16. June 2021

Insider Intelligence: Augmentum Fintech on DeFi’s disruptive potential in finance

Augmentum’s Tim Levene and Ellen Logan spoke to Insider Intelligence about the disruptive potential of decentralised finance (DeFi).

“Since the beginning of the year, speculative behavior among retail and institutional investors alike has put the spotlight on cryptocurrencies. And while cryptocurrencies are currently the primary use case of blockchain technology, their growing popularity has piqued interest in other applications. Decentralized finance (DeFi) in particular has been touted as a more disruptive blockchain use case than Bitcoin in finance, per a Bank of America report.

DeFi applications offer a wide range of peer-to-peer financial services using software programs running on blockchains to create automated, enforceable agreements known as “smart contracts”—doing away with traditional financial intermediaries. Like the stratospheric growth in cryptocurrencies’ market cap, the total value committed through smart contracts reached $58.7 billion at the time of writing, up from $1 billion in February 2020. Meanwhile, VC funding in DeFi surpassed the $500 million mark for the first time in September across 34 startups. One of the latest investors to get involved is Augmentum Fintech, a £193 million ($247.5 million) London Stock Exchange-listed VC fund that allocated some of its resources in January to target DeFi startups through an investment in ParaFi.

Insider Intelligence spoke with CEO Tim Levene and investor Ellen Logan at Augmentum Fintech about why DeFi is one of the fastest-growing sectors in crypto, how it could disrupt traditional financial services, and what barriers to adoption remain.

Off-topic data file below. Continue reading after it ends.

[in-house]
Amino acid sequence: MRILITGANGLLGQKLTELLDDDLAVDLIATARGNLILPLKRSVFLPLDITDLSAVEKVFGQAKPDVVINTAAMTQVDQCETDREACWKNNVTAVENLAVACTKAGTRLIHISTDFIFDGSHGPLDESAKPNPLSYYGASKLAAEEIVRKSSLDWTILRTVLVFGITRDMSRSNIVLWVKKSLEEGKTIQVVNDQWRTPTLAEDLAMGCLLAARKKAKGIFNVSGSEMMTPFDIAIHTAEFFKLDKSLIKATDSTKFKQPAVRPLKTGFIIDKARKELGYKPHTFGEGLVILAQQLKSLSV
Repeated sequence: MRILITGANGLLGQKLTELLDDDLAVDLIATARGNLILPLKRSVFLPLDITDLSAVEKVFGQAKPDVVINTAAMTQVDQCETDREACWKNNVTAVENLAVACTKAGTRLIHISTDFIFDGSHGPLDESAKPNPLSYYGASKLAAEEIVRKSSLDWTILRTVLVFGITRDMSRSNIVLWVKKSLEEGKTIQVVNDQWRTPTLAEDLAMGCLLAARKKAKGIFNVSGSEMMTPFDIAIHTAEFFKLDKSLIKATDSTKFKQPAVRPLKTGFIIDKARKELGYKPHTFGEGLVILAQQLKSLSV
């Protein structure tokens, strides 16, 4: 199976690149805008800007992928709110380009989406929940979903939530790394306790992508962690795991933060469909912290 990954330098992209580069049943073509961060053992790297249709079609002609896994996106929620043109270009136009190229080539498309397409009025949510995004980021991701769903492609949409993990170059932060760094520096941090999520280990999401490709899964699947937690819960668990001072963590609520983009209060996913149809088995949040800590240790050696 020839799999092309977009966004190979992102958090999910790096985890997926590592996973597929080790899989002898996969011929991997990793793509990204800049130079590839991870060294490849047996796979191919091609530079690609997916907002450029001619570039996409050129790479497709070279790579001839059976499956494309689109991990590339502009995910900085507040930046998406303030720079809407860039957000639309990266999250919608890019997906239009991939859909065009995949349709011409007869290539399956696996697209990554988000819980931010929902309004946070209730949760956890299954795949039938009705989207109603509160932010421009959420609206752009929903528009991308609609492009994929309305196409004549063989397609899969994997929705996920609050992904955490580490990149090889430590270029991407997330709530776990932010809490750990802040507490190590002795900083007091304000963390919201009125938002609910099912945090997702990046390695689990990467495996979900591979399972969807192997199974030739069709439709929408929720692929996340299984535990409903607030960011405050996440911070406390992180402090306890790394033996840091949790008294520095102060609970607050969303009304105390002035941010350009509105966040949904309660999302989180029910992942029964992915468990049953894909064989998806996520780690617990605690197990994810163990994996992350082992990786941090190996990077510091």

The following has been edited for brevity and clarity.

Insider Intelligence (II): What do you think caused the explosion in crypto investments we saw this year?
Tim Levene (TL): I don’t think you can deny that the pandemic has had a major effect across a number of dimensions. For one, the amount of government stimulus across the world has created the threat of inflation, making people look for an alternative to cash—like gold or crypto—as better stores of value. Two, the first meaningful signs of institutional buy-in have created an enormous catalyst in the crypto space as well. The likes of JPMorgan provided validation for many of their peers that were still sitting on the sidelines. And as more asset managers and hedge funds start to participate in a very significant and meaningful way—all of a sudden, you need the infrastructure around that. This is fueling demand for heavily funded crypto infrastructure players to sustain an industry that is moving far beyond the niche that it occupied some time ago. You’ve also had crypto funds that have generated huge returns recently, and they’re just reinvesting it back in the ecosystem and fueling more crypto projects.

II: Why are you allocating funding to DeFi?
Ellen Logan (EL): We’ve seen some of the centralized crypto exchanges with fairly traditional business models and consumer-facing operations now starting to dominate the American and European markets. But when those companies were at the A and B rounds that we would have invested in, it was not necessarily clear to us where the differentiation would come and who would win out. But with DeFi, we are seeing propositions that have truly fundamental differentiation. There’s the chance now to invest in teams building brand-new infrastructure layers in DeFi, that we believe could grow and in time become more of the back end for financial services. We are really interested in this opportunity and in companies building other types of infrastructure to support growth in the digital asset space, like institutional trading solutions, data companies, and more.